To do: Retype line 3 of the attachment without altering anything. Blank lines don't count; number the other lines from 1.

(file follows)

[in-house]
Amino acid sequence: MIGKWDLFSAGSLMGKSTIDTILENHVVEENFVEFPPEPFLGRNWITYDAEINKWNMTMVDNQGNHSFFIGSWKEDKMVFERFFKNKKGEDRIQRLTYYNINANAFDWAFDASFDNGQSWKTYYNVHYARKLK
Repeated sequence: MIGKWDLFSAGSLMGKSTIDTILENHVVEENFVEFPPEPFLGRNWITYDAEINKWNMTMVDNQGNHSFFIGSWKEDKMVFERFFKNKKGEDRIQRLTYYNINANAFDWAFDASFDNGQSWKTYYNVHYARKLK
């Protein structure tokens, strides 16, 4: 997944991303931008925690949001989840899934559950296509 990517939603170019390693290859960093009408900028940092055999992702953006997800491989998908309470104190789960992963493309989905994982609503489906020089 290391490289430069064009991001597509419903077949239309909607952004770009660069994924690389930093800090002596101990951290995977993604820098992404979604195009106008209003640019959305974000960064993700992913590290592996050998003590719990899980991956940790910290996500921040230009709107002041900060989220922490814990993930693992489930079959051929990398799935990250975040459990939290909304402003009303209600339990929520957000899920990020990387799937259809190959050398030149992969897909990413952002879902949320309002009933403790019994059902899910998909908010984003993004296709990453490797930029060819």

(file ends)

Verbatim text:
Repeated sequence: MIGKWDLFSAGSLMGKSTIDTILENHVVEENFVEFPPEPFLGRNWITYDAEINKWNMTMVDNQGNHSFFIGSWKEDKMVFERFFKNKKGEDRIQRLTYYNINANAFDWAFDASFDNGQSWKTYYNVHYARKLK